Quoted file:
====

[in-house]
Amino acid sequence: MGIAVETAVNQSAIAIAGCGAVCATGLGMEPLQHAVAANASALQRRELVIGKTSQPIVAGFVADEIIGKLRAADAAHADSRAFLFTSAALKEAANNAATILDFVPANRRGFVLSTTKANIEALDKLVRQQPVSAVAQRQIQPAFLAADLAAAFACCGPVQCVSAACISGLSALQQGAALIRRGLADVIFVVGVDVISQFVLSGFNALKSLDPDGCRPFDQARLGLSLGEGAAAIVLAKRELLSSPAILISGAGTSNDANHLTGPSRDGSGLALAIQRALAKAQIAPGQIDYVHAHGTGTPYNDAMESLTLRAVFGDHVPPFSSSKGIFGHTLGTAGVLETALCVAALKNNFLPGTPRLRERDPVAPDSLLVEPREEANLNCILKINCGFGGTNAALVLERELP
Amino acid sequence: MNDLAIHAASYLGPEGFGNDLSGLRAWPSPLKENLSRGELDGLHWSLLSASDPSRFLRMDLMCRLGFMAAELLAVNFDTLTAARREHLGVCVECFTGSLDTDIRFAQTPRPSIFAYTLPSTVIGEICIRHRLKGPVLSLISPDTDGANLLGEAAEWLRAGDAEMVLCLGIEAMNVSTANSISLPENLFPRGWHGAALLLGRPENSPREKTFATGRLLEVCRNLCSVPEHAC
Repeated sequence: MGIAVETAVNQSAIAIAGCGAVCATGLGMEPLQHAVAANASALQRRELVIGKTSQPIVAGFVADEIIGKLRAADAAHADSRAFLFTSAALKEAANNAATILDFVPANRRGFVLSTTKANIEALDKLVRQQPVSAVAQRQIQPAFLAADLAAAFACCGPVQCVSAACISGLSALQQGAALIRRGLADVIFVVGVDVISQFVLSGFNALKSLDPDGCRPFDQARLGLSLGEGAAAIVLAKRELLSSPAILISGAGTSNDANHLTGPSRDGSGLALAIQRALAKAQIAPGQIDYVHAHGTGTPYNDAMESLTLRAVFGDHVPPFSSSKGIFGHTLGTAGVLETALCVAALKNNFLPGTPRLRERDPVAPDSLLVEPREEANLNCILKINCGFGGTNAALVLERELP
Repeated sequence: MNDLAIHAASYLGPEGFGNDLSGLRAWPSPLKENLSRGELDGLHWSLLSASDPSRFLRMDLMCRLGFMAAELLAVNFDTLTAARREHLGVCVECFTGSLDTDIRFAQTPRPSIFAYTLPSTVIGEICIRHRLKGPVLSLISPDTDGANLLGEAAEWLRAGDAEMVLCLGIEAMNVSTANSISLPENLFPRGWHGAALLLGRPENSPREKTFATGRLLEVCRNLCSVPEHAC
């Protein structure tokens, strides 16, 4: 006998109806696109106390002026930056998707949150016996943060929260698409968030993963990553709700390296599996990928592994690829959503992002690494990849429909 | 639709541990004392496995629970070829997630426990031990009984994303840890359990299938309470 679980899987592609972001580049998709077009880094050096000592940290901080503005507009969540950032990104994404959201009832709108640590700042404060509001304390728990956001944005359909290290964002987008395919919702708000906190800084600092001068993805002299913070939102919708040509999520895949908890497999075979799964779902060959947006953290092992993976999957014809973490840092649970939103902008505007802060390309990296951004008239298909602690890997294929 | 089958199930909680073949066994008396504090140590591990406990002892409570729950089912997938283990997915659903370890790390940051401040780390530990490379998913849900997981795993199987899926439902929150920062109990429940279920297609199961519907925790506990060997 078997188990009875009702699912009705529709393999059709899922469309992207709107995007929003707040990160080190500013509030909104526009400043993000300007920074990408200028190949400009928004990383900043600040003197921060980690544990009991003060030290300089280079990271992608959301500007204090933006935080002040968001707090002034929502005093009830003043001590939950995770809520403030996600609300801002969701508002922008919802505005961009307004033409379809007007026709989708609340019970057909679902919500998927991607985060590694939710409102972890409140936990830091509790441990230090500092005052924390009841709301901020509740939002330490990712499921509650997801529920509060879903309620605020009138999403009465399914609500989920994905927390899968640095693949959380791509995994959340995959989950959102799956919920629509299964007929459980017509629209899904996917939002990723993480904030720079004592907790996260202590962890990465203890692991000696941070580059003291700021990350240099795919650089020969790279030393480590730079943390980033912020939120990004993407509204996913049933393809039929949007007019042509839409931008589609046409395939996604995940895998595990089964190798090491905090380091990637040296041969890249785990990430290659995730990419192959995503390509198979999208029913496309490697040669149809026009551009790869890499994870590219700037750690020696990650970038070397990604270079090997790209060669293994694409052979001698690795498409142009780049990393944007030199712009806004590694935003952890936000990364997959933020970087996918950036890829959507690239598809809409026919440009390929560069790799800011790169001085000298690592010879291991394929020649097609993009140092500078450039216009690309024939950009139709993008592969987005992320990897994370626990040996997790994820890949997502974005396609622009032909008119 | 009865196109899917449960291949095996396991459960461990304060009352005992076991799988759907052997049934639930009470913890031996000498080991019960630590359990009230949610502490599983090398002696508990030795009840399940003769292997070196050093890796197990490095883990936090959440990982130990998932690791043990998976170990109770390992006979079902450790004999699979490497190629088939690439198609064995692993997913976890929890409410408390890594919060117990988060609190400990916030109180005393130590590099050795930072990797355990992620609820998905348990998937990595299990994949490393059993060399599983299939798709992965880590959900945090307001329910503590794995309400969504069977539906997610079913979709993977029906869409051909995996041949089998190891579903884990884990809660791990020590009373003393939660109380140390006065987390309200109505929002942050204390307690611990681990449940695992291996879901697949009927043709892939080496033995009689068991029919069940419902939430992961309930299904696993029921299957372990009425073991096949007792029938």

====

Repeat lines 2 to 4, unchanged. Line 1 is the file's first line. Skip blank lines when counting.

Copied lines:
Amino acid sequence: MGIAVETAVNQSAIAIAGCGAVCATGLGMEPLQHAVAANASALQRRELVIGKTSQPIVAGFVADEIIGKLRAADAAHADSRAFLFTSAALKEAANNAATILDFVPANRRGFVLSTTKANIEALDKLVRQQPVSAVAQRQIQPAFLAADLAAAFACCGPVQCVSAACISGLSALQQGAALIRRGLADVIFVVGVDVISQFVLSGFNALKSLDPDGCRPFDQARLGLSLGEGAAAIVLAKRELLSSPAILISGAGTSNDANHLTGPSRDGSGLALAIQRALAKAQIAPGQIDYVHAHGTGTPYNDAMESLTLRAVFGDHVPPFSSSKGIFGHTLGTAGVLETALCVAALKNNFLPGTPRLRERDPVAPDSLLVEPREEANLNCILKINCGFGGTNAALVLERELP
Amino acid sequence: MNDLAIHAASYLGPEGFGNDLSGLRAWPSPLKENLSRGELDGLHWSLLSASDPSRFLRMDLMCRLGFMAAELLAVNFDTLTAARREHLGVCVECFTGSLDTDIRFAQTPRPSIFAYTLPSTVIGEICIRHRLKGPVLSLISPDTDGANLLGEAAEWLRAGDAEMVLCLGIEAMNVSTANSISLPENLFPRGWHGAALLLGRPENSPREKTFATGRLLEVCRNLCSVPEHAC
Repeated sequence: MGIAVETAVNQSAIAIAGCGAVCATGLGMEPLQHAVAANASALQRRELVIGKTSQPIVAGFVADEIIGKLRAADAAHADSRAFLFTSAALKEAANNAATILDFVPANRRGFVLSTTKANIEALDKLVRQQPVSAVAQRQIQPAFLAADLAAAFACCGPVQCVSAACISGLSALQQGAALIRRGLADVIFVVGVDVISQFVLSGFNALKSLDPDGCRPFDQARLGLSLGEGAAAIVLAKRELLSSPAILISGAGTSNDANHLTGPSRDGSGLALAIQRALAKAQIAPGQIDYVHAHGTGTPYNDAMESLTLRAVFGDHVPPFSSSKGIFGHTLGTAGVLETALCVAALKNNFLPGTPRLRERDPVAPDSLLVEPREEANLNCILKINCGFGGTNAALVLERELP